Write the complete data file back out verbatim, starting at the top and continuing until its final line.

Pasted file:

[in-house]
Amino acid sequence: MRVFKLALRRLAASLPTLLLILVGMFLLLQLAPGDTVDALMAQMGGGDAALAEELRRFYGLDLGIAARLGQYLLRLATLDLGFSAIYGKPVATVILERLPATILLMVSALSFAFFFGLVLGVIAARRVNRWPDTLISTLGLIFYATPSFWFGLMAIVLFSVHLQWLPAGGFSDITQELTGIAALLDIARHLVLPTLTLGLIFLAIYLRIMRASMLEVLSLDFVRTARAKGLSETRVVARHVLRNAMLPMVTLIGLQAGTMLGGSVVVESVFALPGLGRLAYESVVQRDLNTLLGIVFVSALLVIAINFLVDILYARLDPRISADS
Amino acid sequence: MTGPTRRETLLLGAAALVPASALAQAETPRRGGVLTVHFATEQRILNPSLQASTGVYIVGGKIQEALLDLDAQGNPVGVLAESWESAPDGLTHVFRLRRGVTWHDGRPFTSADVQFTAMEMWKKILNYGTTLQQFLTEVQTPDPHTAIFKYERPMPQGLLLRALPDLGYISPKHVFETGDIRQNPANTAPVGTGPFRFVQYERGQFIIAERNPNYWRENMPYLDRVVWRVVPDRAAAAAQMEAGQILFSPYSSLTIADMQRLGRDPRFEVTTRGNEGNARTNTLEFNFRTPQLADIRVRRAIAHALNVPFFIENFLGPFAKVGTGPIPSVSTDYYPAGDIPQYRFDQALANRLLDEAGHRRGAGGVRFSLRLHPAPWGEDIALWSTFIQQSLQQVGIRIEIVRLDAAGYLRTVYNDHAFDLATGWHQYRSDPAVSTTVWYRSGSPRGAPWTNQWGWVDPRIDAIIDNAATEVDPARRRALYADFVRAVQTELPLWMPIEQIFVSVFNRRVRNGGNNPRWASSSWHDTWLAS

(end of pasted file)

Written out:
[in-house]
Amino acid sequence: MRVFKLALRRLAASLPTLLLILVGMFLLLQLAPGDTVDALMAQMGGGDAALAEELRRFYGLDLGIAARLGQYLLRLATLDLGFSAIYGKPVATVILERLPATILLMVSALSFAFFFGLVLGVIAARRVNRWPDTLISTLGLIFYATPSFWFGLMAIVLFSVHLQWLPAGGFSDITQELTGIAALLDIARHLVLPTLTLGLIFLAIYLRIMRASMLEVLSLDFVRTARAKGLSETRVVARHVLRNAMLPMVTLIGLQAGTMLGGSVVVESVFALPGLGRLAYESVVQRDLNTLLGIVFVSALLVIAINFLVDILYARLDPRISADS
Amino acid sequence: MTGPTRRETLLLGAAALVPASALAQAETPRRGGVLTVHFATEQRILNPSLQASTGVYIVGGKIQEALLDLDAQGNPVGVLAESWESAPDGLTHVFRLRRGVTWHDGRPFTSADVQFTAMEMWKKILNYGTTLQQFLTEVQTPDPHTAIFKYERPMPQGLLLRALPDLGYISPKHVFETGDIRQNPANTAPVGTGPFRFVQYERGQFIIAERNPNYWRENMPYLDRVVWRVVPDRAAAAAQMEAGQILFSPYSSLTIADMQRLGRDPRFEVTTRGNEGNARTNTLEFNFRTPQLADIRVRRAIAHALNVPFFIENFLGPFAKVGTGPIPSVSTDYYPAGDIPQYRFDQALANRLLDEAGHRRGAGGVRFSLRLHPAPWGEDIALWSTFIQQSLQQVGIRIEIVRLDAAGYLRTVYNDHAFDLATGWHQYRSDPAVSTTVWYRSGSPRGAPWTNQWGWVDPRIDAIIDNAATEVDPARRRALYADFVRAVQTELPLWMPIEQIFVSVFNRRVRNGGNNPRWASSSWHDTWLAS